When the adrenal glands are overworked for any of a variety of reasons (emotional, chemical (mold, heavy metals, pesticides, food sensitivities), or physical stress (over training, inadequate recovery) they shift towards a constant production of cortisol in order to help us deal with stress. One of the many downsides to this is that the production of hormones like DHEA, and it’s downstream metabolites estrogen and testosterone decreases.

In order for the adrenal glands to make cortisol in response to sustained levels of elevated stress, it ends up stealing the cholesterol precursor (pregnenolone) that would normally be used to make something called DHEA, which is the precursor to our sex hormones. This is a phenomenon called pregnenolone steal and can result in hormonal imbalances, increase in severity of symptoms associated with PMS and menopause, infertility, male menopause, low testosterone, and polycystic ovarian syndrome; just to name a few.

Your hormone production is also dampened by overactive adrenals on a cerebral level. The adrenal glands are under control from a part of the brain known as the hypothalamus, which in turn directs the pituitary gland. The pituitary gland either makes, pumps out or sends the signal to trigger hormones like growth hormone, thyroid stimulating hormone, oxytocin, as well as hormones that signal the adrenals.

The anterior pituitary is also responsible for LH (luteinizing hormone) and thus progesterone, and FSH (follicle stimulating hormone) and thus estrogen. These hormones are intracle in properly regulating the menstrual cycle, reproduction and beyond.  Stress driven adrenal overdrive overworks the pituitary causing it to be sluggish in its output of other hormones, like LH or FSH, leading to low estrogen, progesterone, and testosterone; complicating matters at multiple levels which both need to be addressed.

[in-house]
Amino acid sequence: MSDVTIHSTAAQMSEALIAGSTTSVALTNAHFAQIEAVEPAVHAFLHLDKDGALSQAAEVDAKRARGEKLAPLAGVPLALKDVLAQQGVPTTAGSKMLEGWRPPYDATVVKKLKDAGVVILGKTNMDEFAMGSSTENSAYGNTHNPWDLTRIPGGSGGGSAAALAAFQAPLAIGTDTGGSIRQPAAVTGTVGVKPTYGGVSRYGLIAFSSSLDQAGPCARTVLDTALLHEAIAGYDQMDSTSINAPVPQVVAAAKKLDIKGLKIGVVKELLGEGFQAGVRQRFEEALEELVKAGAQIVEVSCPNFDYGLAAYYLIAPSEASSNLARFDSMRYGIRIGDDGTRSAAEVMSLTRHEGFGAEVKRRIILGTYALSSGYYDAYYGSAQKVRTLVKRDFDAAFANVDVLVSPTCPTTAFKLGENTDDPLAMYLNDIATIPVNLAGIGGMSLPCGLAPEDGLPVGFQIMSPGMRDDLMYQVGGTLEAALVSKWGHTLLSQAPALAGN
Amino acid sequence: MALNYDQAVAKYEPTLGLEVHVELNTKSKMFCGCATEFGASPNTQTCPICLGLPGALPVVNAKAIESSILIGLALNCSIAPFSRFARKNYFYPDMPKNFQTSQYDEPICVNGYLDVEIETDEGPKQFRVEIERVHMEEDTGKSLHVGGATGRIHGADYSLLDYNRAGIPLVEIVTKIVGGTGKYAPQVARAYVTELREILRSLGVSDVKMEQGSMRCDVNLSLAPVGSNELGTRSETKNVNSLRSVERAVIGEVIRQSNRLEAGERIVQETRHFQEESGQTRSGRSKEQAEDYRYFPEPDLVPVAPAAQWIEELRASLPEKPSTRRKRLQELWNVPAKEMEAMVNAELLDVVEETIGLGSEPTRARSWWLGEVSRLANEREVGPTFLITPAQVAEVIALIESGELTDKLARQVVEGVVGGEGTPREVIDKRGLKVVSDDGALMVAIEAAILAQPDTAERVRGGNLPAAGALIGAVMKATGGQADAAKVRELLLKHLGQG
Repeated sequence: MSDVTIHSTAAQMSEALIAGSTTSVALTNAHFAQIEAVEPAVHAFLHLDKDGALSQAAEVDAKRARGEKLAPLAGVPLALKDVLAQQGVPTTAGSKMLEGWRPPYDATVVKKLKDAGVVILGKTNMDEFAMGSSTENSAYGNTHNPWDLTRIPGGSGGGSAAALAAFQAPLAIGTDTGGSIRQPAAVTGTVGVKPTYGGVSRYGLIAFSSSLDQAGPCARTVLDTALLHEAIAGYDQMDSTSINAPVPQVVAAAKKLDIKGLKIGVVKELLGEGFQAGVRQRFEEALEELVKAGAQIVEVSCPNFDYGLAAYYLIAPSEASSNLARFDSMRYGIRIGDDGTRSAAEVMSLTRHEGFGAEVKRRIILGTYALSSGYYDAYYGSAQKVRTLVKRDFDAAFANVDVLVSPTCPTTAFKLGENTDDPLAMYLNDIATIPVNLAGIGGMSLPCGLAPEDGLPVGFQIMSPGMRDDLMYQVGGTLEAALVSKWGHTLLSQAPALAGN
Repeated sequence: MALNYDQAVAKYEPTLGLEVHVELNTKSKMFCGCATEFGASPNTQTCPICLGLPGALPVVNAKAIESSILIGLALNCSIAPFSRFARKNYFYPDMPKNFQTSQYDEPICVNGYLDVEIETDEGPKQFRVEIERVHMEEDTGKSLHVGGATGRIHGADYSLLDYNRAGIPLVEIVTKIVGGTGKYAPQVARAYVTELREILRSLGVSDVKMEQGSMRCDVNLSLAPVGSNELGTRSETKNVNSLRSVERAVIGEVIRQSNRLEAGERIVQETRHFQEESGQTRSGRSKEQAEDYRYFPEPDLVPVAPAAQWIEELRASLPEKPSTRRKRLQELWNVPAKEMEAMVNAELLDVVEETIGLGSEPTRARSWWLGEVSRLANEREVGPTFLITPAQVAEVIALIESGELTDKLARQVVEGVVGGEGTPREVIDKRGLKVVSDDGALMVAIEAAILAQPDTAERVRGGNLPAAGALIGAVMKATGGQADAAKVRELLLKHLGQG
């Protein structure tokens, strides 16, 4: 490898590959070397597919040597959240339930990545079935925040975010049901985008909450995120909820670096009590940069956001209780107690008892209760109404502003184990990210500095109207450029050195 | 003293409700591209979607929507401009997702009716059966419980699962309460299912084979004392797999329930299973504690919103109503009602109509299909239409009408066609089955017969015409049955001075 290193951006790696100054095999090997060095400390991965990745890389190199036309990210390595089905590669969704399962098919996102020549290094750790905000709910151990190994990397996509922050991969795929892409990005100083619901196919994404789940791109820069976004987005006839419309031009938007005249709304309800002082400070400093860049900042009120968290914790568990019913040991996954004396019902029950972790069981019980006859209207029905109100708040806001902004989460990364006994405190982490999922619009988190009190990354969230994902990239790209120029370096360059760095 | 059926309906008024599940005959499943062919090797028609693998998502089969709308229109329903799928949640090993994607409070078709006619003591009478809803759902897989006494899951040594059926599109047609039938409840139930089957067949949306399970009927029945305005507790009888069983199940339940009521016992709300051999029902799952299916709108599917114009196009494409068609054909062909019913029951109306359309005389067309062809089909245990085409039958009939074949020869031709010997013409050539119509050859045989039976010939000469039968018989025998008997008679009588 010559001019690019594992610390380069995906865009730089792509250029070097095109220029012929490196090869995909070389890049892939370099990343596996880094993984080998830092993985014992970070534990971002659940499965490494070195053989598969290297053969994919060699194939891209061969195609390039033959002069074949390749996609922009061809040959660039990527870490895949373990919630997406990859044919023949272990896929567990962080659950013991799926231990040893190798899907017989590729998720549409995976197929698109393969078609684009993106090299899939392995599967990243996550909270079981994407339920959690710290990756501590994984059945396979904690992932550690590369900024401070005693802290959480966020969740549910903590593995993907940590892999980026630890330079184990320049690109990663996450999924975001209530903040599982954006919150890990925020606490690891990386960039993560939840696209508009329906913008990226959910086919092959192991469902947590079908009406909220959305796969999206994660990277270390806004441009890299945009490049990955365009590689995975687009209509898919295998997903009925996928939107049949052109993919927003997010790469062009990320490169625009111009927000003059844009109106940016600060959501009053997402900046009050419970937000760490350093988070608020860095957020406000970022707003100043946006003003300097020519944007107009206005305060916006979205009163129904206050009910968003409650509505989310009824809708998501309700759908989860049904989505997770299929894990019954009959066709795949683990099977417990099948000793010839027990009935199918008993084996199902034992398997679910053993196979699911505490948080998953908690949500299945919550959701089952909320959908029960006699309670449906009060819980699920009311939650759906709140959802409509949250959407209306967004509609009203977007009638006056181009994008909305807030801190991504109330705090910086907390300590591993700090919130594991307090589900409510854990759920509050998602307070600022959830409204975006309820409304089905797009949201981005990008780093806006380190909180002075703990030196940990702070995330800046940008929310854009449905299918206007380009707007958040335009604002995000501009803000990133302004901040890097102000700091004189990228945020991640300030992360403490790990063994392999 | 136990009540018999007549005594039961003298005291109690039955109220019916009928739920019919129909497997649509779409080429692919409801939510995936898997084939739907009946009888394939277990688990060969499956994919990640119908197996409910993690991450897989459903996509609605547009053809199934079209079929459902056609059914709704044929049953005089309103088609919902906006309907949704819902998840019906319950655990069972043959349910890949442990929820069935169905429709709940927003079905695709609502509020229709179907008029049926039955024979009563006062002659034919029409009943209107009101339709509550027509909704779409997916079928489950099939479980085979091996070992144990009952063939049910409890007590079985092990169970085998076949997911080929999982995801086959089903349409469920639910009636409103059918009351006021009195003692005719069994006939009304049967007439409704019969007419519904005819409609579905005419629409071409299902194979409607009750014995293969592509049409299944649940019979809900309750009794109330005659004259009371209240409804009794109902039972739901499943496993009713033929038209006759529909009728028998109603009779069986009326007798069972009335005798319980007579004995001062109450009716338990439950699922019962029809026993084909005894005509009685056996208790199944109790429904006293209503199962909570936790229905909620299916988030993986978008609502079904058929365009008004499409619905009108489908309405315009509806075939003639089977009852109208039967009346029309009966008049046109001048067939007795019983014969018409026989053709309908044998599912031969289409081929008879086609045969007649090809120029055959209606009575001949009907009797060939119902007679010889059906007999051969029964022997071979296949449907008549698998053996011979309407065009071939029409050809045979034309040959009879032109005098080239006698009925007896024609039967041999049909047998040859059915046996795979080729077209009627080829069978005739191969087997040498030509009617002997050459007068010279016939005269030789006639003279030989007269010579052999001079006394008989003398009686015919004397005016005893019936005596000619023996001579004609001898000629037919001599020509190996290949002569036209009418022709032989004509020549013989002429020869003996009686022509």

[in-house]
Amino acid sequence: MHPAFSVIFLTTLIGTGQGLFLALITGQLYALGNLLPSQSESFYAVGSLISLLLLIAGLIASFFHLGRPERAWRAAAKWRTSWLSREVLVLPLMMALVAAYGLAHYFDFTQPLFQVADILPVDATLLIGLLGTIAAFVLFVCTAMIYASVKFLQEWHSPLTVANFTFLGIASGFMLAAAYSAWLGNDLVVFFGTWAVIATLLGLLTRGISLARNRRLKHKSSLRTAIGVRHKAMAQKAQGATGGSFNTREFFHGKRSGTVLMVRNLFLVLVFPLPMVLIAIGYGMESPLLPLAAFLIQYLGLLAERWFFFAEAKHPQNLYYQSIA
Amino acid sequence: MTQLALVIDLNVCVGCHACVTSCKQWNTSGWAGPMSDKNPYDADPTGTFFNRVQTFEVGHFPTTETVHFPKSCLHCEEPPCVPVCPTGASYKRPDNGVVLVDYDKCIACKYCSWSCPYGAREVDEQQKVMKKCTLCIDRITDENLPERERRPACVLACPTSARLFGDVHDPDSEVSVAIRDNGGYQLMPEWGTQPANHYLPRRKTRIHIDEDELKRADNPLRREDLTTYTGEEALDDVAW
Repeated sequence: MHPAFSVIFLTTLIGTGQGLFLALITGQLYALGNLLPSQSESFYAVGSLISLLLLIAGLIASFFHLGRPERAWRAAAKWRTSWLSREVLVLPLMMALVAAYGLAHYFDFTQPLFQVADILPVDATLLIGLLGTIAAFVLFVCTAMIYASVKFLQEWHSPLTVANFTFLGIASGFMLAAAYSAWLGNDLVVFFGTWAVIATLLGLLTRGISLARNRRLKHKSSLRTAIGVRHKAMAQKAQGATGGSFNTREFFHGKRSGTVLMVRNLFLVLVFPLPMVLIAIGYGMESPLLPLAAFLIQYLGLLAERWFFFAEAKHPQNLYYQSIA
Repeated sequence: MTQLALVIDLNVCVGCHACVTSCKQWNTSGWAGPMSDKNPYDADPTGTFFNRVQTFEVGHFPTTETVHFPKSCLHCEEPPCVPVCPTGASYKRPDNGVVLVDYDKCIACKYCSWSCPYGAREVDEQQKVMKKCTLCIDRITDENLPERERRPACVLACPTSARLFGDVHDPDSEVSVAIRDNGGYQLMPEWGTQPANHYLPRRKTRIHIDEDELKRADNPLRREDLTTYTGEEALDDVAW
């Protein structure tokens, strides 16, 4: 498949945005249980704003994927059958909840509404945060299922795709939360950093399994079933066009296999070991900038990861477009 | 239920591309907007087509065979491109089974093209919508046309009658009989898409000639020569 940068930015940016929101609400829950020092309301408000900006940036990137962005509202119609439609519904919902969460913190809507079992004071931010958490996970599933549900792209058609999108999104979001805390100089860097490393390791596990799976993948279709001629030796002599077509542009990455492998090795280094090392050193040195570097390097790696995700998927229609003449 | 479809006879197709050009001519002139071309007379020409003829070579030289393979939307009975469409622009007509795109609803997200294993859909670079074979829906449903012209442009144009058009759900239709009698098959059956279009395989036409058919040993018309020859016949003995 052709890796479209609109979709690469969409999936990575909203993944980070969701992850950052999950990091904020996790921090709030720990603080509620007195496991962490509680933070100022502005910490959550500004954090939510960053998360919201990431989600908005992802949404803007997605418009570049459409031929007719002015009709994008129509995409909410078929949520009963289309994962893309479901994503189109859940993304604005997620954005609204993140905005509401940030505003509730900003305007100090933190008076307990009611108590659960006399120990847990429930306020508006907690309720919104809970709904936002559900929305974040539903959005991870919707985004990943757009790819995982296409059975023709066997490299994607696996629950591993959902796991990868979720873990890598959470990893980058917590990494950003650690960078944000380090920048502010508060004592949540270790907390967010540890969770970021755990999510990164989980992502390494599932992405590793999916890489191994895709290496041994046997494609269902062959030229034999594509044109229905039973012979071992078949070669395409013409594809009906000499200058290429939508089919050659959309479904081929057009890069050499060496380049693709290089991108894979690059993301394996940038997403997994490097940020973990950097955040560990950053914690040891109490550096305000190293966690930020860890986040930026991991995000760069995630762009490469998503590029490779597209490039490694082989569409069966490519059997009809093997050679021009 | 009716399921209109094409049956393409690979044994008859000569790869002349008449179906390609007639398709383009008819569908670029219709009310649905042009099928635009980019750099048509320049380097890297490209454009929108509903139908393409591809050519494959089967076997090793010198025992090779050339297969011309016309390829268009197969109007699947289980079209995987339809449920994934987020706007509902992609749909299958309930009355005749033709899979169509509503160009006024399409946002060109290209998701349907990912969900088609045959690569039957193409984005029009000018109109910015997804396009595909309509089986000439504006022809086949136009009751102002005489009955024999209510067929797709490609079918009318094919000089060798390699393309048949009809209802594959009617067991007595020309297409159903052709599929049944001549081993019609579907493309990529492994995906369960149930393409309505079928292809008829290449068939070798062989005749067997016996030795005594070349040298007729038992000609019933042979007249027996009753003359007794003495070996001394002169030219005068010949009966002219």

When dealing specifically with pregnancy, studies have shown that a mother with adrenal dysfunction can actually pass it on to her unborn baby by drawing hormones through the umbilical cord. We’ve illustrated the systemic effects of adrenal dysfunction in the past, so a newborn child with this condition is highly susceptible to immune and gut dysfunction, allergies, eczema, food intolerances, even autism.

The best thing to do if you are having issues that have been deemed or you presume are hormonal is to embrace a holistic, functional approach and look at the entire picture. Cleaning up the diet and repairing the gut, identifying potential food intolerances, providing adrenal support if necessary, making lifestyle changes on multiple levels, and just taking a deeper look inside for the root of the issue is the logical course of action.

The adrenal salivary index and/or comprehensive hormone panels (both done at home by the patient submitting periodic saliva samples) are two ways to record quantifiable baselines and identify specific areas that need attention and rectification.

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